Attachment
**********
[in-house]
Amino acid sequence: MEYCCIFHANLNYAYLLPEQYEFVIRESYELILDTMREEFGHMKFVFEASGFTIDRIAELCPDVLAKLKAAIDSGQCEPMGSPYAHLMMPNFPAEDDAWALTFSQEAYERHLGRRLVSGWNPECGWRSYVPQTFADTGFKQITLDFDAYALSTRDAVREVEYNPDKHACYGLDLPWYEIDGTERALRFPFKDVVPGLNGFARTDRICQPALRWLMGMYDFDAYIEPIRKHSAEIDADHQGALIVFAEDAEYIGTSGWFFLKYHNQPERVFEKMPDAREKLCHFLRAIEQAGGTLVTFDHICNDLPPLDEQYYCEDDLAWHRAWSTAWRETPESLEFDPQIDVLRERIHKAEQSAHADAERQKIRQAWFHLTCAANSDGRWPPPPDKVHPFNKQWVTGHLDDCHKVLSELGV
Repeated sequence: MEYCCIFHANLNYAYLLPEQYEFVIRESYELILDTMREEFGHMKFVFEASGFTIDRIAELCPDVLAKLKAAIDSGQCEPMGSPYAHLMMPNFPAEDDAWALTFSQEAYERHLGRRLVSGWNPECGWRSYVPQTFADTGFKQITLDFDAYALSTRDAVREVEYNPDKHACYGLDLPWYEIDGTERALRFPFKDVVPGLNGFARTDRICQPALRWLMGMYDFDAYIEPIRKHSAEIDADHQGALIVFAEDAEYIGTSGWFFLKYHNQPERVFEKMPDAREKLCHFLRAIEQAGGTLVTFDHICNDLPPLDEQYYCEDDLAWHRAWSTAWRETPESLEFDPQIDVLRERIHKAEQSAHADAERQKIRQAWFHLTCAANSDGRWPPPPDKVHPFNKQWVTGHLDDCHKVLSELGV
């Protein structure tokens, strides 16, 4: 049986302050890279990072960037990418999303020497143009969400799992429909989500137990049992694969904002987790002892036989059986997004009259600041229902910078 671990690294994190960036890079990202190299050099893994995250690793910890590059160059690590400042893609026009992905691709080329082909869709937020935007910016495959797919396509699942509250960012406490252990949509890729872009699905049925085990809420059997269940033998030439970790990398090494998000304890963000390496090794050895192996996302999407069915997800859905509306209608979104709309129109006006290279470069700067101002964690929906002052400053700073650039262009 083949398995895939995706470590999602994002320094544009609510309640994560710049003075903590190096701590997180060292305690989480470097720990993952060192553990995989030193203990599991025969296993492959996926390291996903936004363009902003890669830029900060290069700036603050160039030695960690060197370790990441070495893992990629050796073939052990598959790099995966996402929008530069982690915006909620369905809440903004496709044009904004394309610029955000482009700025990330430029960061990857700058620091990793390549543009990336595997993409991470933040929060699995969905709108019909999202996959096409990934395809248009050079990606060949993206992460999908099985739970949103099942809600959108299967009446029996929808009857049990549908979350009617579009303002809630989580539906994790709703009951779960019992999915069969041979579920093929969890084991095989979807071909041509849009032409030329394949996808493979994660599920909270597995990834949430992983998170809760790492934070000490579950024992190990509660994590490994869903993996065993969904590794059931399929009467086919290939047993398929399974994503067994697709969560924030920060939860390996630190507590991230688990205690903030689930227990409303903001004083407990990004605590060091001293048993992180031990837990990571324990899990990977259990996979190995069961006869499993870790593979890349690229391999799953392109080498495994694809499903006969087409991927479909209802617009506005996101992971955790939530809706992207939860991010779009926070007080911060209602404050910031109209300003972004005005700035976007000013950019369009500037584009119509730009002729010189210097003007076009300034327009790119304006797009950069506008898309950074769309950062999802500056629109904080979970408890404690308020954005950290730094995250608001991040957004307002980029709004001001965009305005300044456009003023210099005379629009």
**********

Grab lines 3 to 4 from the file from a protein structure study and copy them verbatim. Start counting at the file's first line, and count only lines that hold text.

Repeated sequence: MEYCCIFHANLNYAYLLPEQYEFVIRESYELILDTMREEFGHMKFVFEASGFTIDRIAELCPDVLAKLKAAIDSGQCEPMGSPYAHLMMPNFPAEDDAWALTFSQEAYERHLGRRLVSGWNPECGWRSYVPQTFADTGFKQITLDFDAYALSTRDAVREVEYNPDKHACYGLDLPWYEIDGTERALRFPFKDVVPGLNGFARTDRICQPALRWLMGMYDFDAYIEPIRKHSAEIDADHQGALIVFAEDAEYIGTSGWFFLKYHNQPERVFEKMPDAREKLCHFLRAIEQAGGTLVTFDHICNDLPPLDEQYYCEDDLAWHRAWSTAWRETPESLEFDPQIDVLRERIHKAEQSAHADAERQKIRQAWFHLTCAANSDGRWPPPPDKVHPFNKQWVTGHLDDCHKVLSELGV
């Protein structure tokens, strides 16, 4: 049986302050890279990072960037990418999303020497143009969400799992429909989500137990049992694969904002987790002892036989059986997004009259600041229902910078 671990690294994190960036890079990202190299050099893994995250690793910890590059160059690590400042893609026009992905691709080329082909869709937020935007910016495959797919396509699942509250960012406490252990949509890729872009699905049925085990809420059997269940033998030439970790990398090494998000304890963000390496090794050895192996996302999407069915997800859905509306209608979104709309129109006006290279470069700067101002964690929906002052400053700073650039262009 083949398995895939995706470590999602994002320094544009609510309640994560710049003075903590190096701590997180060292305690989480470097720990993952060192553990995989030193203990599991025969296993492959996926390291996903936004363009902003890669830029900060290069700036603050160039030695960690060197370790990441070495893992990629050796073939052990598959790099995966996402929008530069982690915006909620369905809440903004496709044009904004394309610029955000482009700025990330430029960061990857700058620091990793390549543009990336595997993409991470933040929060699995969905709108019909999202996959096409990934395809248009050079990606060949993206992460999908099985739970949103099942809600959108299967009446029996929808009857049990549908979350009617579009303002809630989580539906994790709703009951779960019992999915069969041979579920093929969890084991095989979807071909041509849009032409030329394949996808493979994660599920909270597995990834949430992983998170809760790492934070000490579950024992190990509660994590490994869903993996065993969904590794059931399929009467086919290939047993398929399974994503067994697709969560924030920060939860390996630190507590991230688990205690903030689930227990409303903001004083407990990004605590060091001293048993992180031990837990990571324990899990990977259990996979190995069961006869499993870790593979890349690229391999799953392109080498495994694809499903006969087409991927479909209802617009506005996101992971955790939530809706992207939860991010779009926070007080911060209602404050910031109209300003972004005005700035976007000013950019369009500037584009119509730009002729010189210097003007076009300034327009790119304006797009950069506008898309950074769309950062999802500056629109904080979970408890404690308020954005950290730094995250608001991040957004307002980029709004001001965009305005300044456009003023210099005379629009």